The pressures to conform often become intense, however, and here and there evangelicals throw in the towel. The latest is Dr. Stuart H. Merriam, a promising preacher whose dispute with New York Presbytery became a cause célèbre in 1962. Citing an assortment of relatively minor improprieties, the presbytery refused to allow him to retain his pulpit at Broadway Presbyterian Church. This fall, the 41-year-old Merriam severed all official ties with the denomination and announced he would return to New Guinea, where he has set up a small, independent missionary effort. Merriam will be accompanied by his bride of two months, the former Caroline Robinson, who served as his secretary at Broadway.

Many theological conservatives among United Presbyterians feel that time and truth are on their side as they stay put and press for their convictions. This was the rationale for the Chicago meeting, where conservatives probed a joint strategy focused on the confession. The main question at Chicago was whether the 4,200-word document was hopelessly heretical or could through amendments be shifted to a more biblical base. The key issue was the new confession’s viewing Scripture, not as the inspired Word of God, but as the mere “normative witness” to the revelation of God in Jesus Christ.

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A broader problem faced by United Presbyterian evangelicals is what to do with those clergy and lay leaders who have made confessional vows in the past but do not now subscribe to them. Whatever else it may or may not be, the new confession is widely described as an effort to make honest men out of heretics. In short, it would legitimatize aberrations by relaxing long-held scriptural standards.

Few evangelicals are willing to crusade for a wholesale exodus of heretics, and most prefer an attempt to salvage their denomination over desertion. But short of a mass exodus, United Presbyterians will have to work out an alternative to assigning official sanction to intellectual dishonesty.

The “subscription” questions actually are an issue separate from the debate over confessions. The committee that drafted the proposed new confession also took the initiative in recommending far-reaching changes in the theological test given candidates for ordination and commissioning (see May 7, 1965, issue, page 53).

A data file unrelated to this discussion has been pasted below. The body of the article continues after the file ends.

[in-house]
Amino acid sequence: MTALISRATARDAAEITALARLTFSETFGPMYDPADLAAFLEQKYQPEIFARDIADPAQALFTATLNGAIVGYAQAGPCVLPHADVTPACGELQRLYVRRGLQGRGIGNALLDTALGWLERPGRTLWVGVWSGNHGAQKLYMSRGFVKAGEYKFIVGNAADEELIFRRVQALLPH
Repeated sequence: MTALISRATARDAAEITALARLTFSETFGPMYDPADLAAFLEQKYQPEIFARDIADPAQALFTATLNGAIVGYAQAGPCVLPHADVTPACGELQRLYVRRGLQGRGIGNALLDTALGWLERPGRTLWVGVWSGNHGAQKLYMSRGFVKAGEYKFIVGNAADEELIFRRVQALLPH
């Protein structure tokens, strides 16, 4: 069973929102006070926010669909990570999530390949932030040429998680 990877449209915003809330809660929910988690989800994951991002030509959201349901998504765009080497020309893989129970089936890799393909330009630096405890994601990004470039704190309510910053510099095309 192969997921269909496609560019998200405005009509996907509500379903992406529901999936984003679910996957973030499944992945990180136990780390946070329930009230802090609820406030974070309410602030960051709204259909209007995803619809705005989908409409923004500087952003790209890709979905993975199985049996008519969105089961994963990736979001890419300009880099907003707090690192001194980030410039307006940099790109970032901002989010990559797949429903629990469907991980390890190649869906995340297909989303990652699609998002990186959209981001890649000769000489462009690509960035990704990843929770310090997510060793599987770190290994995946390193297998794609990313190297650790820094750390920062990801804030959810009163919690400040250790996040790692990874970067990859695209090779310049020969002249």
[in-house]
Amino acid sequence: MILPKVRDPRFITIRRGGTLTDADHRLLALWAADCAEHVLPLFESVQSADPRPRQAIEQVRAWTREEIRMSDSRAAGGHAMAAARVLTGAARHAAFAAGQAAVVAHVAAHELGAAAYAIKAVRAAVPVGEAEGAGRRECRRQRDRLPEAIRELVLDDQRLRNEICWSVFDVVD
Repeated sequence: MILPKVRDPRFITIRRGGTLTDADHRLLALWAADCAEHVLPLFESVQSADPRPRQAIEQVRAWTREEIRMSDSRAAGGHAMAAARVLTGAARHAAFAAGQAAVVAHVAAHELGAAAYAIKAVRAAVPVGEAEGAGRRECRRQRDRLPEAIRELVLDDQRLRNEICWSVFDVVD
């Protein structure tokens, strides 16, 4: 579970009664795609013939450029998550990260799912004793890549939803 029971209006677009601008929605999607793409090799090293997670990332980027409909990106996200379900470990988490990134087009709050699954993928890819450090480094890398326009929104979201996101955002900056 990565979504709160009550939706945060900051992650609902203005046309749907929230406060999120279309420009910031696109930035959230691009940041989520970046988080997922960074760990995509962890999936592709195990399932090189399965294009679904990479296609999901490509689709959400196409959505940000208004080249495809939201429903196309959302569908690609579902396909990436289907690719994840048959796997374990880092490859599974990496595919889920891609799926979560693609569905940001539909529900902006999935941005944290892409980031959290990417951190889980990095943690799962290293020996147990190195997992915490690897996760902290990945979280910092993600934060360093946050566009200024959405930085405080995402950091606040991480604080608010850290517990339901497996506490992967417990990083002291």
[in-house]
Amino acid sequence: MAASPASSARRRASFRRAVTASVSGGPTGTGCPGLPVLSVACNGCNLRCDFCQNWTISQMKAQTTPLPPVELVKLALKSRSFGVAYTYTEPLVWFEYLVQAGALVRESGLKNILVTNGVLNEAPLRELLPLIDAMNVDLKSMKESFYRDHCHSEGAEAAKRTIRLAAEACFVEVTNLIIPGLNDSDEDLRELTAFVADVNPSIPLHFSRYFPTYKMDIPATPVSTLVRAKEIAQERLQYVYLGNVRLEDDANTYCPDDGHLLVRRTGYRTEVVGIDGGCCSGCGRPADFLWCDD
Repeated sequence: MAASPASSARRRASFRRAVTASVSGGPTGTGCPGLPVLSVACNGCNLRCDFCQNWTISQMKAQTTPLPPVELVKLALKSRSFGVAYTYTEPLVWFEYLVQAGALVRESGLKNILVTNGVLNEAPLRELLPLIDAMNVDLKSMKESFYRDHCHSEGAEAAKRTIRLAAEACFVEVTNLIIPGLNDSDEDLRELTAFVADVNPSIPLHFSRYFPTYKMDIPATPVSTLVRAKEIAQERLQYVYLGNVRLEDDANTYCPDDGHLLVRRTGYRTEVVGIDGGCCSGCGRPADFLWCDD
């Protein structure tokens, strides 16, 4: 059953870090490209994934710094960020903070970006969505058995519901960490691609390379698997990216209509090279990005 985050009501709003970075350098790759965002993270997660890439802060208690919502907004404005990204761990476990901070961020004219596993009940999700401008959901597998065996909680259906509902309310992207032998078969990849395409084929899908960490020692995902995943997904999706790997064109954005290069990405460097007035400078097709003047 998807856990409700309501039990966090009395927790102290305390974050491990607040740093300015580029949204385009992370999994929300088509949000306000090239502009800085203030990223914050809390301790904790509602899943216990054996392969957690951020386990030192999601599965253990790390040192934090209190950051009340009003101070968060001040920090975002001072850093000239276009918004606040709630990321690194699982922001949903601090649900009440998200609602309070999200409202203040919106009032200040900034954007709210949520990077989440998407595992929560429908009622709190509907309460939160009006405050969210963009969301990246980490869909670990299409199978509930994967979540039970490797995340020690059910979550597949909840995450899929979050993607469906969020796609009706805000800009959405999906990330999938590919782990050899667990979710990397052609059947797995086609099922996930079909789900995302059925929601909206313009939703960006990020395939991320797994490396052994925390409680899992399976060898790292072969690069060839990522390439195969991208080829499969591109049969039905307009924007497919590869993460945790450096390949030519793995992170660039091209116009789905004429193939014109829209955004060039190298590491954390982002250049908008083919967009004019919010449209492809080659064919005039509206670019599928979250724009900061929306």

The fate of the confession and allied proposals is currently in the hands of a specially appointed revision committee, at least five of whose fifteen members are known as theological conservatives. The committee is open to suggestions until January 15 and is expected to present an amended version of the proposed confession to the United Presbyterian General Assembly in Boston in May.

If the confessional package is approved in Boston, it will be submitted to a vote of presbyteries. Then, if two-thirds of the presbyteries voice approval, formal adoption will be possible at the 1967 General Assembly in Portland, Oregon.

Westminster Confession

Caught in the middle of the current theological strife among United Presbyterians is the majestic Westminster Confession of Faith, which dates back to the 1640s and includes what is perhaps the most eloquent rationale for scriptural authority to be found in the annals of Christendom (see next page). The proposed Confession of 1967 does not explicitly unseat a prior claim for the Westminster Confession, for the latter is slated, with six others, to be preserved alongside the new creed. In at least several aspects, however, the new confession obviously supersedes Westminster, which while not considered flawless has nevertheless served as a standard for Presbyterian and Reformed groups everywhere.